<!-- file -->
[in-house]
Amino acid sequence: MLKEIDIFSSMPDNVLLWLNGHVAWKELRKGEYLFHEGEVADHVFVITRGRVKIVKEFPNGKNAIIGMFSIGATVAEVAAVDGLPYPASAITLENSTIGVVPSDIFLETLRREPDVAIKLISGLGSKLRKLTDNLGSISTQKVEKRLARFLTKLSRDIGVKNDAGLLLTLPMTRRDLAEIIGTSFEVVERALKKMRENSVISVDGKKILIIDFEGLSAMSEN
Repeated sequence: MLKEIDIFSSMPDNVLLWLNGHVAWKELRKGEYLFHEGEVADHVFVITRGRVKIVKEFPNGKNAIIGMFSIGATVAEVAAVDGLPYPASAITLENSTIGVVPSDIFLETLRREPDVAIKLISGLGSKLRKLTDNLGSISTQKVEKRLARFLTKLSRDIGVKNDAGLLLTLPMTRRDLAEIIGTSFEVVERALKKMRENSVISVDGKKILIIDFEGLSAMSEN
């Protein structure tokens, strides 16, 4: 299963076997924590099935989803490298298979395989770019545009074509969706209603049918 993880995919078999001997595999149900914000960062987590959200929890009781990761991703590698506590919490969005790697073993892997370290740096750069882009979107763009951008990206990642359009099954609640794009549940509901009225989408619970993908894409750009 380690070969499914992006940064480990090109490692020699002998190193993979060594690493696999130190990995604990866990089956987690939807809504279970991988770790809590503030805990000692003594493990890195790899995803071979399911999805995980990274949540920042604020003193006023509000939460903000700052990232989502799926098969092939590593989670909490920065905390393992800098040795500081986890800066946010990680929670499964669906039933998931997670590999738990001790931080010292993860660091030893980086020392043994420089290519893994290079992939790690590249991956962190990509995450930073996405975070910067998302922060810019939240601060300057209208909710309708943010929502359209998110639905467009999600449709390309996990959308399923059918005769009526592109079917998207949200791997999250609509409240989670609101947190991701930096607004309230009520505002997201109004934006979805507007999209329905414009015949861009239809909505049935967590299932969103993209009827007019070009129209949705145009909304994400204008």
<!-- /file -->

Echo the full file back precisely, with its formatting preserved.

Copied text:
[in-house]
Amino acid sequence: MLKEIDIFSSMPDNVLLWLNGHVAWKELRKGEYLFHEGEVADHVFVITRGRVKIVKEFPNGKNAIIGMFSIGATVAEVAAVDGLPYPASAITLENSTIGVVPSDIFLETLRREPDVAIKLISGLGSKLRKLTDNLGSISTQKVEKRLARFLTKLSRDIGVKNDAGLLLTLPMTRRDLAEIIGTSFEVVERALKKMRENSVISVDGKKILIIDFEGLSAMSEN
Repeated sequence: MLKEIDIFSSMPDNVLLWLNGHVAWKELRKGEYLFHEGEVADHVFVITRGRVKIVKEFPNGKNAIIGMFSIGATVAEVAAVDGLPYPASAITLENSTIGVVPSDIFLETLRREPDVAIKLISGLGSKLRKLTDNLGSISTQKVEKRLARFLTKLSRDIGVKNDAGLLLTLPMTRRDLAEIIGTSFEVVERALKKMRENSVISVDGKKILIIDFEGLSAMSEN
């Protein structure tokens, strides 16, 4: 299963076997924590099935989803490298298979395989770019545009074509969706209603049918 993880995919078999001997595999149900914000960062987590959200929890009781990761991703590698506590919490969005790697073993892997370290740096750069882009979107763009951008990206990642359009099954609640794009549940509901009225989408619970993908894409750009 380690070969499914992006940064480990090109490692020699002998190193993979060594690493696999130190990995604990866990089956987690939807809504279970991988770790809590503030805990000692003594493990890195790899995803071979399911999805995980990274949540920042604020003193006023509000939460903000700052990232989502799926098969092939590593989670909490920065905390393992800098040795500081986890800066946010990680929670499964669906039933998931997670590999738990001790931080010292993860660091030893980086020392043994420089290519893994290079992939790690590249991956962190990509995450930073996405975070910067998302922060810019939240601060300057209208909710309708943010929502359209998110639905467009999600449709390309996990959308399923059918005769009526592109079917998207949200791997999250609509409240989670609101947190991701930096607004309230009520505002997201109004934006979805507007999209329905414009015949861009239809909505049935967590299932969103993209009827007019070009129209949705145009909304994400204008």